In order to explain how the data that evaluates the gravity system presented in this paper in terms of material quantity, analytical approach for the hybrid precast composite beam design based on the strain compatibility method was introduced. Figures 12 and 13 illustrate the side view and cross-section of a hybrid composite beam. In order to determine the exact material quantity, the hybrid composite beam design was carried out based on the strain compatibility method. Equations (1) and (2) are the mean stress factor and the centroid factor for any strain at the extreme compression fiber calculated based on stress-strain relationship. Equations (3) and (5) represent the equilibrium equations of compressive and tensile forces at yield limit and maximum load limit state, respectively. The nominal moment capacities of a hybrid composite beam at yield limit and maximum load limit state are calculated by (4) and (6), respectively. Figures 14 and 15 represent strain and stress diagram at yield limit and maximum load limit state, respectively. In both figures, black color indicates steels and reinforcement rebars were plasticized (yielded) while white color represents structural members remained elastic. The structural quantity required by apartment buildings with hybrid composite frames was obtained from (6) and compared with that of conventional buildings with bearing walls as shown in Table 5. These equations would help engineer estimate precise construction materials and understand how buildings with hybrid composite frames behave. Consider where , where , where , , where , , .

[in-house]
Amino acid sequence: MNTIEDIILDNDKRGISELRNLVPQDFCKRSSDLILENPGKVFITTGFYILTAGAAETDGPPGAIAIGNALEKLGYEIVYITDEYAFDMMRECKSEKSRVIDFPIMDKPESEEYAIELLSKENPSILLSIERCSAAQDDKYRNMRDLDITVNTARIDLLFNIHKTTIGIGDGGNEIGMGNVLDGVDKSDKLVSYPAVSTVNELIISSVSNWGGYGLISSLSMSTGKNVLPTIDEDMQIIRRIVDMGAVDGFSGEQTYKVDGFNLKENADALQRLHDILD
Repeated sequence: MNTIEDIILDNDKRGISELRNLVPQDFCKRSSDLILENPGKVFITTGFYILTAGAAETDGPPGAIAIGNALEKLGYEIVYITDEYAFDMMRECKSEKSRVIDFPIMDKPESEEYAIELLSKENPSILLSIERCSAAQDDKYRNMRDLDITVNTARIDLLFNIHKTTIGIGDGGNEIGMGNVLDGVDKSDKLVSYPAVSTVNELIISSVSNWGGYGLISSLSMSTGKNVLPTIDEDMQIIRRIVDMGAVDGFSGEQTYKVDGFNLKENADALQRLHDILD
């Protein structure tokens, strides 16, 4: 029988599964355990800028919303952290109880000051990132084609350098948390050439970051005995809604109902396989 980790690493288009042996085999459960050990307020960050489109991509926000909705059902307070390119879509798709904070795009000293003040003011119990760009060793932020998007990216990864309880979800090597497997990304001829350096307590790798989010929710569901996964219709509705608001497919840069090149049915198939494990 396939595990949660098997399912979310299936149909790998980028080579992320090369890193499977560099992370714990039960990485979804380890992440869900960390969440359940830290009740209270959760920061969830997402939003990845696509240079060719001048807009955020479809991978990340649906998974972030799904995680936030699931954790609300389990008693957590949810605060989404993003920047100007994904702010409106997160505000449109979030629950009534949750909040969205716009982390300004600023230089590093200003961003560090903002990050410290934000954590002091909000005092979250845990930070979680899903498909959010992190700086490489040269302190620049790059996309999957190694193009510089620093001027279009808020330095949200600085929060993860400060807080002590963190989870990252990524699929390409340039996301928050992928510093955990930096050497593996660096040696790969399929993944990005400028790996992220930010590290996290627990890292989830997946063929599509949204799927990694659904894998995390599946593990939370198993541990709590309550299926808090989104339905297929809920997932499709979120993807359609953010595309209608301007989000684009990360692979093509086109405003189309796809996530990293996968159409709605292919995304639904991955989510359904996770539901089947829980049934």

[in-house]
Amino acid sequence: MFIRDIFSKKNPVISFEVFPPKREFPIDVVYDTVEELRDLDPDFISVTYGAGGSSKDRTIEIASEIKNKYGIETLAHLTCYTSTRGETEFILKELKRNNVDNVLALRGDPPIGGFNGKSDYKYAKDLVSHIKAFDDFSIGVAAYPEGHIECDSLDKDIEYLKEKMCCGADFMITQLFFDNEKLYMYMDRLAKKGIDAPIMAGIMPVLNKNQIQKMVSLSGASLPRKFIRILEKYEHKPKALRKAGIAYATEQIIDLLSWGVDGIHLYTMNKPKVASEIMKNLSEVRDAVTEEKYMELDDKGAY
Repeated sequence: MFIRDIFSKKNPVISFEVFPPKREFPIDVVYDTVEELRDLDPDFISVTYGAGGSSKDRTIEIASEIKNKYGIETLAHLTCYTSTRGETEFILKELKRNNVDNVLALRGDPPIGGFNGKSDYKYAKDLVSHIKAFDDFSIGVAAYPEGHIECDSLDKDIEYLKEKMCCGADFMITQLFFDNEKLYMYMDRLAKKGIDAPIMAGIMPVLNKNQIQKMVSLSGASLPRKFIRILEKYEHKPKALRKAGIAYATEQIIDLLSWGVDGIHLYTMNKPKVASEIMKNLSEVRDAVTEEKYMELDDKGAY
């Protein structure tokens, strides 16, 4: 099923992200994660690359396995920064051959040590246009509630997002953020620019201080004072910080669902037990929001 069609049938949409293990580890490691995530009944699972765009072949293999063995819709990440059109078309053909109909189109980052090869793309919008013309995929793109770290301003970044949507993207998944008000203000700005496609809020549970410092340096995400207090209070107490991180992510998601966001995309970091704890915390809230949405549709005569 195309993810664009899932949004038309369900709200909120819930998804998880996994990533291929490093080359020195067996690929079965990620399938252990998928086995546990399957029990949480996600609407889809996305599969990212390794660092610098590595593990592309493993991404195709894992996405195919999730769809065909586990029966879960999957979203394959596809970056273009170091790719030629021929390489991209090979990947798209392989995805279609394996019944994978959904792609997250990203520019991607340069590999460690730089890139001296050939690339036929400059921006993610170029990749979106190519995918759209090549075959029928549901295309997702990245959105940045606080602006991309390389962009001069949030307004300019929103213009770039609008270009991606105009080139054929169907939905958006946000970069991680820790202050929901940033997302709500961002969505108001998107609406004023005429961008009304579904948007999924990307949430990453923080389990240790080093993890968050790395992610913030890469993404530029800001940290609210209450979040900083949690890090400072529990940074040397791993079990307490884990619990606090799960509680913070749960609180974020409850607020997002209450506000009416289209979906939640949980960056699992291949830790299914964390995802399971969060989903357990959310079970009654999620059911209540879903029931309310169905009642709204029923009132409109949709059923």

A completed bearing wall apartment building was selected for this comparison. Apartment buildings with hybrid precast frames and bearing wall frames were evaluated in terms of building material, CO2 emission, energy consumption, and Cr6+ emission shown in Table 5. Construction materials per square meters were calculated based on (5) and (6) which were then used to calculate the quantities of Table 5.

The building materials of concrete and reinforcements of apartment buildings with hybrid precast frames were reduced by 31% and 27%, respectively, compared with that of bearing wall frame buildings. The CO2 emission, energy consumption, and Cr6+ emission of apartment buildings with hybrid precast frames were also decreased compared with bearing wall frame buildings as shown in Table 5, exhibiting the efficiency of using gravity hybrid precast frames for apartment buildings.